What is a "smart meter?"
Smart meters or "advanced meters" are meters that communicate with the utility through digital connections. Wireless advanced meters – similar to baby monitors, WiFi routers, TV broadcasts, and cell phones – transmit metered information from a customer premise back to Duke Energy using cellular and radio wave communication. Although advanced meters are just one part of a smart grid system, these devices are important in delivering nearly real-time information to our customers. With an advanced meter on your home, combined with supporting energy management programs, you can find out – at any time – how much energy you've used in previous days.
And since the meter is capable of two-way communication back to Duke Energy, we will have more information about outages than we have today, which could help us respond faster to restore service. While we'll have more information about outages, you should continue to call Duke Energy to report a loss of electric or gas service.
What are the benefits of having an advanced meter?
Advanced meters have some immediate benefits:
- Fewer estimated bills
With advanced meters, Duke Energy representatives will no longer need to enter homes to read meters. Occasionally, we may need to have access to the meter for routine maintenance, but we'll let you know before we arrive. And customers who read their own meters will no longer need to submit their monthly meter reading. Having an advanced meter will also significantly reduce the need for us to estimate bills. Your energy bill will reflect your actual usage.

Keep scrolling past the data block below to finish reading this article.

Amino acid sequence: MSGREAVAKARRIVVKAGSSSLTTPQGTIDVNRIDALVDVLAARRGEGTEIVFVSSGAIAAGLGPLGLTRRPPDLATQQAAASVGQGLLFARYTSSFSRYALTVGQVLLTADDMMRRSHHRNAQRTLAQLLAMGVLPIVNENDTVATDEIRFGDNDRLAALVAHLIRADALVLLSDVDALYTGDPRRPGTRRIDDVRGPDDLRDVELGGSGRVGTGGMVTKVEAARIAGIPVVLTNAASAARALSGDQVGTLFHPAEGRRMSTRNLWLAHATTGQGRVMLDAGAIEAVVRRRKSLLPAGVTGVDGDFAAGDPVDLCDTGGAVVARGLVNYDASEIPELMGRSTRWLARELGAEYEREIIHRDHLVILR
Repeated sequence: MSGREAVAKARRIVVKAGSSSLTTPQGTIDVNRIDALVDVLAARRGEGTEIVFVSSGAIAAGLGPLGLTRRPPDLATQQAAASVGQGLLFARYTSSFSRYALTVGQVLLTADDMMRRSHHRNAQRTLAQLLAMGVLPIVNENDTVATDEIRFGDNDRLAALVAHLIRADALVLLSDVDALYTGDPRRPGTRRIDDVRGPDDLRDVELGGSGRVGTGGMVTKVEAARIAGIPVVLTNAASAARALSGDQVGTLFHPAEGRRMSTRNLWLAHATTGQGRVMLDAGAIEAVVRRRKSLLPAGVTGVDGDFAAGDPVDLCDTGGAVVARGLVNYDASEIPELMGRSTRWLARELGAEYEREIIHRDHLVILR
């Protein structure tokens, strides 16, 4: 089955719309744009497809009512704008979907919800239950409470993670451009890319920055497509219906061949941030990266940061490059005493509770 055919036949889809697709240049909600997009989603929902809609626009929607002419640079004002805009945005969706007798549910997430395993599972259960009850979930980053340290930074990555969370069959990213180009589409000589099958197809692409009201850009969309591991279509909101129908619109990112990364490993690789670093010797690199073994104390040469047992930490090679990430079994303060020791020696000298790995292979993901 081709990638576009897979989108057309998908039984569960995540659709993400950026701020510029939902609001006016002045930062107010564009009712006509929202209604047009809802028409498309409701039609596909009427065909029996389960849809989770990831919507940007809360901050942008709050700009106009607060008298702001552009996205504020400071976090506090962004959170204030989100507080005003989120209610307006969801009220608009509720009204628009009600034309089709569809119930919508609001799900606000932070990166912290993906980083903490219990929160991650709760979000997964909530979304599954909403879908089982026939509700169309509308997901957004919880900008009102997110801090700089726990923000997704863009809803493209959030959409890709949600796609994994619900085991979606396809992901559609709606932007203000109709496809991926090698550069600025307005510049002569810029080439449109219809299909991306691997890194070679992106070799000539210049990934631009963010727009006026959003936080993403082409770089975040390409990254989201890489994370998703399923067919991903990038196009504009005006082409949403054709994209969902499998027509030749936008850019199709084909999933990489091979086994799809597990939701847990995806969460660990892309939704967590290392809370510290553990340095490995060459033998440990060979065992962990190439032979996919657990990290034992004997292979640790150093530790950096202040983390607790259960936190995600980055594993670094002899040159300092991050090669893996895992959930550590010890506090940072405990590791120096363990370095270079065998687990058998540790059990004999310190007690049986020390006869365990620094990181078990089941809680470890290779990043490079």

- Faster service
Remote service connections and disconnections will eliminate the need for scheduling appointments, which means faster service when moving or leasing a property to new tenants.
- Greater control of how you use energy
The advanced meter will capture daily energy usage data, which will be available online to customers the next day. Having this information available on a daily basis will help customers make wiser energy decisions and avoid billing surprises at the end of the month.
- Quick response to power outages